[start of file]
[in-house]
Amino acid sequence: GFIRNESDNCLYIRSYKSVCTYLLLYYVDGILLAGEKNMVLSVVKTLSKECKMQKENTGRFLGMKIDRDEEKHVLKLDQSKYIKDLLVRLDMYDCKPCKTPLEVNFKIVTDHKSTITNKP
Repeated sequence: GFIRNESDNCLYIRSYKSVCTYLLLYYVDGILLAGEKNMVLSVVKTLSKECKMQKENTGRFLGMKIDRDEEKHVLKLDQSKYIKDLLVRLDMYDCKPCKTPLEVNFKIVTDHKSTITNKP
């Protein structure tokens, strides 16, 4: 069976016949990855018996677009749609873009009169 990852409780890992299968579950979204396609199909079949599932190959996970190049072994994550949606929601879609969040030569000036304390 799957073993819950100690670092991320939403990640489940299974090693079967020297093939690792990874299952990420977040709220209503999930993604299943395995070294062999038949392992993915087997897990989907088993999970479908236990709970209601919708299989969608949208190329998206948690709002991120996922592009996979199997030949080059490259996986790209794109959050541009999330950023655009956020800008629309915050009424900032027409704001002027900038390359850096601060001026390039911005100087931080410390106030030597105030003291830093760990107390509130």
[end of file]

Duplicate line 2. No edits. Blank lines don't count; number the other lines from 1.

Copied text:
Amino acid sequence: GFIRNESDNCLYIRSYKSVCTYLLLYYVDGILLAGEKNMVLSVVKTLSKECKMQKENTGRFLGMKIDRDEEKHVLKLDQSKYIKDLLVRLDMYDCKPCKTPLEVNFKIVTDHKSTITNKP